Accessibility links

U.S. To Remain 'Strong Partner' Despite Iraq Pullout


U.S. President Barack Obama is briefed by General Ray Odierno, commander of U.S. troops in Iraq, at Camp Victory in early April.

U.S. President Barack Obama is briefed by General Ray Odierno, commander of U.S. troops in Iraq, at Camp Victory in early April.

WASHINGTON (Reuters) -- President Barack Obama has said that Iraq faces difficult days ahead after taking control of its towns and cities from U.S. forces but pledged to remain a strong partner on behalf of the country's security and prosperity.

Speaking at a U.S. Independence Day celebration at the White House just days after U.S. troops withdrew from Iraq's towns and cities into rural bases, Obama said Iraq's future was now up to its own citizens.

"Because of your brave efforts American troops this week transferred control of Iraqi cities and towns...to Iraqi security forces," Obama said in remarks to military families on July 4, with nearly two dozen service members standing behind him.

"Because of the courage and capability and commitment of every American who has served in Iraq, a sovereign and united Iraq is taking control of its own destiny."

"Iraq's future now rests in the hands of its own people," he added. "This transition won't be without problems. We know that there will be difficult days ahead. That is why we will remain a strong partner to the Iraqi people on behalf of their security and prosperity."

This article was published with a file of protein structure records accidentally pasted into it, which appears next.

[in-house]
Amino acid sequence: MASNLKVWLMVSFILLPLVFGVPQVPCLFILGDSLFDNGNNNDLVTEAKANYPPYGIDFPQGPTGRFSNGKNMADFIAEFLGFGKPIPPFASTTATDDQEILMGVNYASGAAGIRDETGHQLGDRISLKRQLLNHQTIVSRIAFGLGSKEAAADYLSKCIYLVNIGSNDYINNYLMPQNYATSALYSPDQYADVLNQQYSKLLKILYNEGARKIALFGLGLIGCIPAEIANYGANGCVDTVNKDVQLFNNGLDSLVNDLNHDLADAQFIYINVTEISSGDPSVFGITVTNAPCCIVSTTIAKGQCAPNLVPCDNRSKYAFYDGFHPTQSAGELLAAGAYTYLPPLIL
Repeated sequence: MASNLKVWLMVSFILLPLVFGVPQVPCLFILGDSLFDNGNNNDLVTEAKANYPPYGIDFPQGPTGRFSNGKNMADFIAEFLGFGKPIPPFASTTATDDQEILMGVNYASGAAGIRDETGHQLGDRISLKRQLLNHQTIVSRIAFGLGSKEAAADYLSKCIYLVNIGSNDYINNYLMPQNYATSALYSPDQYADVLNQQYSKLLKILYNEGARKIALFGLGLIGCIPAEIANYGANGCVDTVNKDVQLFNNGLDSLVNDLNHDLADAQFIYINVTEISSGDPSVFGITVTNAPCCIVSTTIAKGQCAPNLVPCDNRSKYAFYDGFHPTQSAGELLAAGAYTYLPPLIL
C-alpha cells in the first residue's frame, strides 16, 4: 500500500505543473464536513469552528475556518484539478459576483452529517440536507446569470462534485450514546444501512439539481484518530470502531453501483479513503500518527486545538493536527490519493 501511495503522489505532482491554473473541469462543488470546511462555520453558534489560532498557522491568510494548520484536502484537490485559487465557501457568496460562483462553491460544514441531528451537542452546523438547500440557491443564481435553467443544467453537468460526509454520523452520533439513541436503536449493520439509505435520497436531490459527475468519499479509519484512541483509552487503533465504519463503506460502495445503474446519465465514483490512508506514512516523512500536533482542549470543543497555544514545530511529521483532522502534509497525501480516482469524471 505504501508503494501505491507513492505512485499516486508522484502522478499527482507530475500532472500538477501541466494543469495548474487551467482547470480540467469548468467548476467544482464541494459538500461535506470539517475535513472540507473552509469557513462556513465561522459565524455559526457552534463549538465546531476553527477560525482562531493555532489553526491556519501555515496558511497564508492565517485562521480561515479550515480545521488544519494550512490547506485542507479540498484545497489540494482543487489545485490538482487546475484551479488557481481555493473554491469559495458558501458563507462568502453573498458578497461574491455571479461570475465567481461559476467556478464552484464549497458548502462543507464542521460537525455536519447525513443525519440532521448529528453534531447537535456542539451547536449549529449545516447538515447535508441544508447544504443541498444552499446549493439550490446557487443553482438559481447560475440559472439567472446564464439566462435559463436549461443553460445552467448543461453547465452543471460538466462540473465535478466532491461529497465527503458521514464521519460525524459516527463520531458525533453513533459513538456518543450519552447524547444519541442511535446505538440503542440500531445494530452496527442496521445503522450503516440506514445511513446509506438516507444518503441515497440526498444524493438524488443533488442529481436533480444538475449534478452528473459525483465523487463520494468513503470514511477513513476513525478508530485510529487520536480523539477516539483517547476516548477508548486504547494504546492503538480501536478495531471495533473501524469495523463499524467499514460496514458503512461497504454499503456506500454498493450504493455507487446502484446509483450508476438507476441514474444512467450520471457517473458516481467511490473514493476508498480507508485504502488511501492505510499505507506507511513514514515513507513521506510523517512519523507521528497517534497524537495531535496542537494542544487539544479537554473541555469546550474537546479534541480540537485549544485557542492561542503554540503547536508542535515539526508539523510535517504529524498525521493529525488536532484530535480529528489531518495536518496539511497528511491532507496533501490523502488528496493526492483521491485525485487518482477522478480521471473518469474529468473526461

Obama received a boisterous response from the crowd.

U.S. combat troops pulled out of Iraq's towns and cities in late July into rural bases, the first step of a bilateral security pact that requires all U.S. troops to leave Iraq by 2012.

A small number of troops stayed behind as advisers and trainers.

Iraqis, keen to have sovereignty after years of foreign military occupation, were at the same time concerned about attacks from militants.

Baghdad Eschews 'Non-Iraqi' Help

Iraqi officials on July 4 ruled out foreign involvement in its efforts to reconcile rival factions, just after visiting U.S. Vice President Joe Biden urged Iraqis to do more to bury grievances and stave off renewed conflict.

"We made it clear that national reconciliation is an Iraqi issue and involvement of a non-Iraqi party won't make it more successful," said government spokesman Ali al-Dabbagh.

"There is sensitivity in the national reconciliation issue about involving non-Iraqi actors," he told reporters at a meeting in Baghdad's heavily fortified Green Zone.

Biden traveled to Iraq last week for meetings with senior officials and to greet U.S. troops there.
XS
SM
MD
LG